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Mark Gatiss  * Co-Creator & Writer

Mark Gatiss
Mark Gatiss
Date Of Birth
17 October 1966
Co-Creator & Writer
FAO: Mark Gatiss
c/o Curtis Brown Group Ltd.
Haymarket House
5th Floor, 28-29 Haymarket
London SW1Y 4SP, UK

As well as being Mycroft Holmes onscreen, Mark Gatiss has a long and varied career as a writer and producer behind the camera, as well as a published author.

Thanks to a childhood interest in Doctor Who, his early writing was devoted to the series. His earliest published fiction was a sequence of novels in Virgin Publishing's New Adventures series of Doctor Who stories.

In mainstream print, Gatiss is responsible for a biography of the film director James Whale. His first non-Doctor Who novel, 'The Vesuvius Club', was published in 2004, and from there he wrote two further novels in the series to complete a trilogy.

Mark's great early success on television was as part of the comedy troupe The League of Gentlemen, where he both wrote and appeared onscreen.

Like Steven Moffat, Gatiss is one of the few writers to have written for all three Doctors in the modern television revival of 'Doctor Who', and the first three of his episodes are notable for their use of British historical figures and events. His first, 'The Unquiet Dead', with Christopher Eccleston, featured Simon Callow as Charles Dickens. The second, 'The Idiot's Lantern', starred David Tennant and was set on Coronation Day. His first episode starring Matt Smith, 'Victory of the Daleks', was set during the Second World War and featured Ian McNeice as Winston Churchill. Gatiss' series six episode entitled 'Night Terrors' broke the historical run, tapping into his lifelong love of horror while being set in a contemporary block of flats. Mark has written two episodes for Doctor Who's seventh series, as well as the screenplay for 'An Adventure in Space and Time', a 90 minute dramatisation of the genesis of the series that will form part of the 50th Anniversary celebrations.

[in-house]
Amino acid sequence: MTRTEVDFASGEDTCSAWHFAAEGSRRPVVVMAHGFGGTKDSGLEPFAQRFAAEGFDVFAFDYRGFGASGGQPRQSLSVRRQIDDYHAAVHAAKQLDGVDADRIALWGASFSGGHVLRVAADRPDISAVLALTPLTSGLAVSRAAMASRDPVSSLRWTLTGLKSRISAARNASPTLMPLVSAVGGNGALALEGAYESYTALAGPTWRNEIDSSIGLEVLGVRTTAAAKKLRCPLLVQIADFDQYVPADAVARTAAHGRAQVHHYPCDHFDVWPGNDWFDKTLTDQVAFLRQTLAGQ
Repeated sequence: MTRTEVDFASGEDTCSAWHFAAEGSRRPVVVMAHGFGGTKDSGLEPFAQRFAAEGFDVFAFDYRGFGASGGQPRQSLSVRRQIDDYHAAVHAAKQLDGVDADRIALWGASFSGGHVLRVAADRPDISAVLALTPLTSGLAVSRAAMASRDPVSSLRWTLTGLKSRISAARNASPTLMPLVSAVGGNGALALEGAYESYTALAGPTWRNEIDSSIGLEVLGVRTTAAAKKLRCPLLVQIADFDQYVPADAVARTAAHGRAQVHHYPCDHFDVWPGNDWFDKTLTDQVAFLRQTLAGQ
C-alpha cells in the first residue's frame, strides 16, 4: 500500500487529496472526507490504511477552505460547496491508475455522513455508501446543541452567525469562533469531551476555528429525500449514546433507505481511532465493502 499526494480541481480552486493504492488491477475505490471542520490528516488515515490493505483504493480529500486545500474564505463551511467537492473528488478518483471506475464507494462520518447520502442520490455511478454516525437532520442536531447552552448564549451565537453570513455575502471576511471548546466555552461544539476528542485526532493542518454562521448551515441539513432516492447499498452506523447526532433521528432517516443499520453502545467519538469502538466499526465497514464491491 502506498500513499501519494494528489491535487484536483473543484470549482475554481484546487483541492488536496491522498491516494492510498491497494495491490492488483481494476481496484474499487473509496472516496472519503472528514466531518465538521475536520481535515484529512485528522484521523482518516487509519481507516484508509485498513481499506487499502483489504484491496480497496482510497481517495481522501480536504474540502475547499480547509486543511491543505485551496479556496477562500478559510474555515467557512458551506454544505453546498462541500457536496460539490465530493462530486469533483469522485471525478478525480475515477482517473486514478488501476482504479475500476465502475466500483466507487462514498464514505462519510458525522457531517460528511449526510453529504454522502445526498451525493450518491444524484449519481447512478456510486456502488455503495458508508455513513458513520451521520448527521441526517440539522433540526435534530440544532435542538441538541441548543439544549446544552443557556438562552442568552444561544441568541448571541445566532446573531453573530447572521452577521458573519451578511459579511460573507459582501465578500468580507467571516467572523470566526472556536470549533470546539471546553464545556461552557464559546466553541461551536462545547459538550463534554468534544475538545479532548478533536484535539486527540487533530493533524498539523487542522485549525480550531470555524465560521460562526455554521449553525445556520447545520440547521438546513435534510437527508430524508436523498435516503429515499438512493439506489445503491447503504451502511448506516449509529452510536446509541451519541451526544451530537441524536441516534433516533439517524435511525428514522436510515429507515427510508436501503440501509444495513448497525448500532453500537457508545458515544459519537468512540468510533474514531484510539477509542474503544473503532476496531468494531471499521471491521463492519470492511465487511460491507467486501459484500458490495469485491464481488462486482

Mark's other writing credits for television include episodes of 'Nighty Night' [2004 - 2005], the ghost story miniseries 'Crooked House' [2008] which he also executive produced, two episodes of Agatha Christies' 'Poirot', his adaptation of HG Well's 'The First Men in the Moon [2010] and all three episodes of the documentary series 'A History of Horror' [2010] and it's one off sequel 'Horror Europa' [2012], all of  which he also presented.

He has written two episodes of Sherlock, 'The Great Game' in series one and 'The Hounds of Baskerville' in series two. Mark serves as an Executive Producer and Co-Creator on the series, and is invariable found on set when filming is underway, even though he may not be twirling Mycroft's umbrella.

Perrier Award

Won: In 1997, along with his fellow League of Gentlemen (Steve Pemberton, Reece Shearsmithand Jeremy Dyson), he won the Perrier Award at the Edinburgh Fringe Festival

Olivier Award

Nominated: In 2002, along with Steve Pemberton, Reece Shearsmith and Jeremy Dyson for Best Entertainment at the Olivier Awards for their show The League of Gentlemen: Live at Drury Lane (2001)

  • 2010 - 2012Sherlock (TV series, Executive Producer, Co-Creator, Writer)
  • 2010 - 2012The Great Game
  • 2010 - 2012The Hounds of Baskerville
  • 2005 - 2011Doctor Who (TV series, Writer - 4 episodes)
  • 2010A History of Horror with Mark Gatiss (TV series documentary, Writer)
  • 2010The First Men in the Moon (TV movie) (screenplay, Executive Producer)
  • 2008 - 2010Agatha Christie: Poirot (TV series, Writer)
  • 2008Crooked House (TV series, Writer, Producer)
  • 2007The Worst Journey in the World (TV movie) (written by)
  • 2004 - 2005Nighty Night (TV series)
  • 2005The League of Gentlemen's Apocalypse (Writer, Producer)
  • 2004Global Conspiracy (video short, Writer)
  • 1999 - 2002The League of Gentlemen (TV series, Writer, Producer)
  • 2001The League of Gentlemen: Live at Drury Lane (video, Writer, Producer)
  • 2001Randall & Hopkirk (Deceased) (TV series)